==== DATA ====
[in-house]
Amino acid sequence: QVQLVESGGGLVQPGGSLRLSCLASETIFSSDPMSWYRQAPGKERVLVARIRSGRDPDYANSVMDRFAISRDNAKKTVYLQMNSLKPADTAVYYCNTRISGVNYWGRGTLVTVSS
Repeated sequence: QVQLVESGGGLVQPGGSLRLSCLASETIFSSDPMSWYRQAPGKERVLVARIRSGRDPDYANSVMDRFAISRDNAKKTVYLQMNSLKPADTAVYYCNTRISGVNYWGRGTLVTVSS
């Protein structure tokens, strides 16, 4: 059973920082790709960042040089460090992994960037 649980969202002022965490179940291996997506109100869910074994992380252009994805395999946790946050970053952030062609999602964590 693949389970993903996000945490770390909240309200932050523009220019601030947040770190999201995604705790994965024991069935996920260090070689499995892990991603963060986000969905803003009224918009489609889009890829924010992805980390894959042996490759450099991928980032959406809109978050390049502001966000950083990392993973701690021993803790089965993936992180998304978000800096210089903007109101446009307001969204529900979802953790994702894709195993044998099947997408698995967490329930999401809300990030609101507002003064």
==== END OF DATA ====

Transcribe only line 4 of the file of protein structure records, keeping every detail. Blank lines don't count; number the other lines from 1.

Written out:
């Protein structure tokens, strides 16, 4: 059973920082790709960042040089460090992994960037 649980969202002022965490179940291996997506109100869910074994992380252009994805395999946790946050970053952030062609999602964590 693949389970993903996000945490770390909240309200932050523009220019601030947040770190999201995604705790994965024991069935996920260090070689499995892990991603963060986000969905803003009224918009489609889009890829924010992805980390894959042996490759450099991928980032959406809109978050390049502001966000950083990392993973701690021993803790089965993936992180998304978000800096210089903007109101446009307001969204529900979802953790994702894709195993044998099947997408698995967490329930999401809300990030609101507002003064």